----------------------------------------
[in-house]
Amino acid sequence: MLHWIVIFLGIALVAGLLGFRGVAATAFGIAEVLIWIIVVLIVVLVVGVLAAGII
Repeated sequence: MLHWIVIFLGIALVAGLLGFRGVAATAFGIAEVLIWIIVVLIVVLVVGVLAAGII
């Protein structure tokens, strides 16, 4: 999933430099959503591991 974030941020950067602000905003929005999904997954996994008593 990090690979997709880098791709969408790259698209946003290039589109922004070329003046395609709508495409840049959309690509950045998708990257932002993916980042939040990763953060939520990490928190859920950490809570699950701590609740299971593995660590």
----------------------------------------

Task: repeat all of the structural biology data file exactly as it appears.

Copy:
[in-house]
Amino acid sequence: MLHWIVIFLGIALVAGLLGFRGVAATAFGIAEVLIWIIVVLIVVLVVGVLAAGII
Repeated sequence: MLHWIVIFLGIALVAGLLGFRGVAATAFGIAEVLIWIIVVLIVVLVVGVLAAGII
């Protein structure tokens, strides 16, 4: 999933430099959503591991 974030941020950067602000905003929005999904997954996994008593 990090690979997709880098791709969408790259698209946003290039589109922004070329003046395609709508495409840049959309690509950045998708990257932002993916980042939040990763953060939520990490928190859920950490809570699950701590609740299971593995660590």